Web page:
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Toronto Globe & Mail, Aug. 3, 2005
by Jane Armstrong
Vancouver — U.S. drug-enforcement agents posed as marijuana enthusiasts for nearly 10 months, returning to Marc Emery's storefront headquarters in Vancouver again and again, where they say the Canadian marijuana activist sold them thousands of cannabis seeds.
At first, the purchases were small, just a few dozen seeds, priced at a couple of hundred U.S. dollars. But soon, the two undercover officers, a man and a woman, were spending thousands, placing orders in person and over the phone, according to U.S. prosecutors.
Federal Crown attorney Rosellina Dattilo described the elaborate undercover operation in a packed Vancouver courtroom yesterday at Mr. Emery's first court appearance since his dramatic arrest last Friday on a request by the United States.
Ms. Dattilo, who said she was acting on behalf of U.S. authorities, described Mr. Emery as "the directing mind" of a multimillion-dollar seed-distribution business, the bulk of whose customers reside in the United States.
She urged Associate Chief Justice Patrick Dohm of B.C. Supreme Court to reject Mr. Emery's bail application, arguing that he was a flight risk and would return to his illegal business if released.
However, Mr. Emery's lawyer, John Conroy, painted a sharply different picture of his client and chided Canadian authorities for participating in the U.S.-led probe.
Far from being a marijuana mogul, Mr. Conroy argued, his client is largely a political activist who lives hand to mouth.
Mr. Emery, who has become a cause célèbre in Vancouver since his arrest, sat in the prisoner's box dressed in a shabby beige sweater, occasionally turning to wave to the dozens of supporters who showed up and blow kisses to his wife.
Mr. Emery is accused of selling seeds out of his bookstore and over the Internet. He also runs a magazine and is president of the British Columbia Marijuana Party.
Mr. Conroy argued that his client has openly sold his seeds for years in Canada with no interference from authorities here.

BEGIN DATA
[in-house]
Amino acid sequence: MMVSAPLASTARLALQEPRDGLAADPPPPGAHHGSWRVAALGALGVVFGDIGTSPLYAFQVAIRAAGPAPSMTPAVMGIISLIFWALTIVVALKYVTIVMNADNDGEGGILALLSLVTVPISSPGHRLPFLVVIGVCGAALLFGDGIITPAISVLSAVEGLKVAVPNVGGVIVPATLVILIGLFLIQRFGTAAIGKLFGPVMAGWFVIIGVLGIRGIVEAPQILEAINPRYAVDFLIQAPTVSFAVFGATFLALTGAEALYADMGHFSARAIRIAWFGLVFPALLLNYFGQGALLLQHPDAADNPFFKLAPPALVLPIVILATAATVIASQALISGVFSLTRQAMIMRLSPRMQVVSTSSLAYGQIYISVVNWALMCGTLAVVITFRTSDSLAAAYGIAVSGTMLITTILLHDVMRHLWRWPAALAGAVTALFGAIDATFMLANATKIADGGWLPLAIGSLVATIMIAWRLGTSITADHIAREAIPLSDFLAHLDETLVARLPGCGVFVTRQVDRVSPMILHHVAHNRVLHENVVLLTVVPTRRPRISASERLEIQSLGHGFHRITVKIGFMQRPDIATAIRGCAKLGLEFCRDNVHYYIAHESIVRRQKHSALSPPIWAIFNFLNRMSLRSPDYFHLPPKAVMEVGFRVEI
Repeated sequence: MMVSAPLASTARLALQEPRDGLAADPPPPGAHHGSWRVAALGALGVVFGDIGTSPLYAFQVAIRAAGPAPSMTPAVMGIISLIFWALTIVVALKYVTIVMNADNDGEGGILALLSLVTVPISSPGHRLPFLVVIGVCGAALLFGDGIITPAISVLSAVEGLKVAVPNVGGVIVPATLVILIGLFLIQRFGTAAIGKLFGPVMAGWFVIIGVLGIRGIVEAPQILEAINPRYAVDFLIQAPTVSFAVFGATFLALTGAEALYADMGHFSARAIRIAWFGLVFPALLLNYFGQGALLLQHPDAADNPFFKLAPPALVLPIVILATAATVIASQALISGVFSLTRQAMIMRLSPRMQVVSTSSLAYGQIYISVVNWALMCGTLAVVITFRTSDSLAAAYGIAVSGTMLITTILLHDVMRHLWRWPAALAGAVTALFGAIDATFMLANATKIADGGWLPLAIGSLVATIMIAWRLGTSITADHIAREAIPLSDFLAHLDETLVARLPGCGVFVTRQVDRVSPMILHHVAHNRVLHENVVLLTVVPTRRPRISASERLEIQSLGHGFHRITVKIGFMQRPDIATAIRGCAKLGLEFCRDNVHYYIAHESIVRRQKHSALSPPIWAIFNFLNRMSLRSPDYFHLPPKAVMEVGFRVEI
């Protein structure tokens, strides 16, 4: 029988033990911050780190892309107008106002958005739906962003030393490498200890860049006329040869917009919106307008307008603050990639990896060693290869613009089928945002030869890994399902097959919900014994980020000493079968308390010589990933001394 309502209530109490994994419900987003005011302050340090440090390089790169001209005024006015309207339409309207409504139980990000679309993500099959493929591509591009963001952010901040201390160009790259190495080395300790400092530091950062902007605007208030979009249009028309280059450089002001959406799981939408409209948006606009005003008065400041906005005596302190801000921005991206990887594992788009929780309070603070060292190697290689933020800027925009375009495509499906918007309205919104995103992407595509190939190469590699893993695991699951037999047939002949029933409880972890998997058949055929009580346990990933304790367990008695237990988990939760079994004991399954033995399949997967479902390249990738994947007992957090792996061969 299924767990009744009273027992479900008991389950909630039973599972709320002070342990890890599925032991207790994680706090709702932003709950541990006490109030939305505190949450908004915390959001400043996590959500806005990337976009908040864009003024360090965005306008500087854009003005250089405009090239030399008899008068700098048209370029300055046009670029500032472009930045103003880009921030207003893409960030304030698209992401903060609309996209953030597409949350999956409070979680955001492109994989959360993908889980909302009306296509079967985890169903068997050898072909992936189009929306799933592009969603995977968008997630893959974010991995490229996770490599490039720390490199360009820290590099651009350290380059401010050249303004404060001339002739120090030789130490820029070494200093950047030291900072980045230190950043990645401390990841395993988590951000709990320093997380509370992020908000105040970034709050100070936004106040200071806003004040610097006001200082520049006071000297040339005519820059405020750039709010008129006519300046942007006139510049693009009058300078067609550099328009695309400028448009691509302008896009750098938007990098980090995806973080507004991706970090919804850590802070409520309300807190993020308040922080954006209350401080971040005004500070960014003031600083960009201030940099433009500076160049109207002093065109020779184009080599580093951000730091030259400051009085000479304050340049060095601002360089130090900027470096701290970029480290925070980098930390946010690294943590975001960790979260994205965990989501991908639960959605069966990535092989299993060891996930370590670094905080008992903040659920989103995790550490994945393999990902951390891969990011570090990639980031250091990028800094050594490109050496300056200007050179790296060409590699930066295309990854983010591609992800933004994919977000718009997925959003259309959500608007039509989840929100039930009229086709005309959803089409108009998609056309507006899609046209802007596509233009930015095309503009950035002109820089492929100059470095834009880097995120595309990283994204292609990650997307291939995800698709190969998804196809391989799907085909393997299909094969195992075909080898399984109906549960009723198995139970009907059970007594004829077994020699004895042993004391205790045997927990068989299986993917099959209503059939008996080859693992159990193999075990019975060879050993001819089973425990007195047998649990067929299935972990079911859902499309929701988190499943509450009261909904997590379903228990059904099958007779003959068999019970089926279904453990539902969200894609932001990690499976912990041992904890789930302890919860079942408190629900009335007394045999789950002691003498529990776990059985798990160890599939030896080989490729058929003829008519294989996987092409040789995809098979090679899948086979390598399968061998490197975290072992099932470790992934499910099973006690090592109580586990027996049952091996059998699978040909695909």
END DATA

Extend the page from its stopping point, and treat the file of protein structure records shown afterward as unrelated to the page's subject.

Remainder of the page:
"Here we have a situation where they turn a blind eye locally, and now they're in a position of assisting the U.S. to try to have him extradited to the U.S., where the penalties are substantially greater than here," Mr. Conroy said.
Mr. Emery faces charges of conspiracy to distribute marijuana seeds, conspiracy to distribute marijuana and conspiracy to engage in money laundering. U.S. officials have said they will seek his extradition from Canada to stand trial in Seattle, where conviction on either of the marijuana charges carries a minimum prison term of 10 years.
He was granted bail provided he could raise a $50,000 (Canadian) surety.
Mr. Emery's co-accused, Gregory Williams and Michelle Rainey-Fenkarek also were granted bail.
The charges have caused a stir among marijuana activists in Vancouver. They staged noisy protests throughout the weekend.
Mr. Emery's supporters say the charges are politically motivated, aimed at silencing his outspoken criticism of marijuana prosecutions.
"This is a political persecution not a criminal prosecution," said B.C. Marijuana Party campaign manager Kirk Tousaw.
"They are not after Marc Emery because he sells marijuana seeds. There are dozens of those seed sellers throughout Canada and the United States. They are after Marc Emery because he is a political activist, and we need to make sure Canadians understand that because this issue goes far beyond marijuana policy."
In the courtroom, some supporters laughed aloud when Ms. Dattilo read out the U.S. allegations.
Ms. Dattilo said U.S. undercover agents made contact with Mr. Emery in September of 2004.
Not only did they show up at Mr. Emery's Vancouver bookstore, they bought seeds from his Internet-based business, she said.
In 2000, other U.S. undercover agents paid more than $7,000 (U.S.) for nearly 3,000 seeds after ordering them over the Internet, she told the court.
The seeds were sent to a U.S. mail-box address and later were grown into plants to be used as evidence at a future trial.
On one occasion, Mr. Emery lectured the female undercover officer in his store on how to avoid detection when she returned to the United States with her seeds. One tip was to fill her car with shopping bags, so she could tell the border guards she came to Canada to shop.
All told, U.S. prosecutors allege that Mr. Emery sold more than a million dollars (U.S.) worth of seeds over a 10-year period dating back to 1995. Vancouver Police assisted in the probe, seizing Mr. Emery's bank records. Ms. Dattilo said $1.7-million (U.S.) was deposited and withdrawn from one account during a five-year period ending in 2005.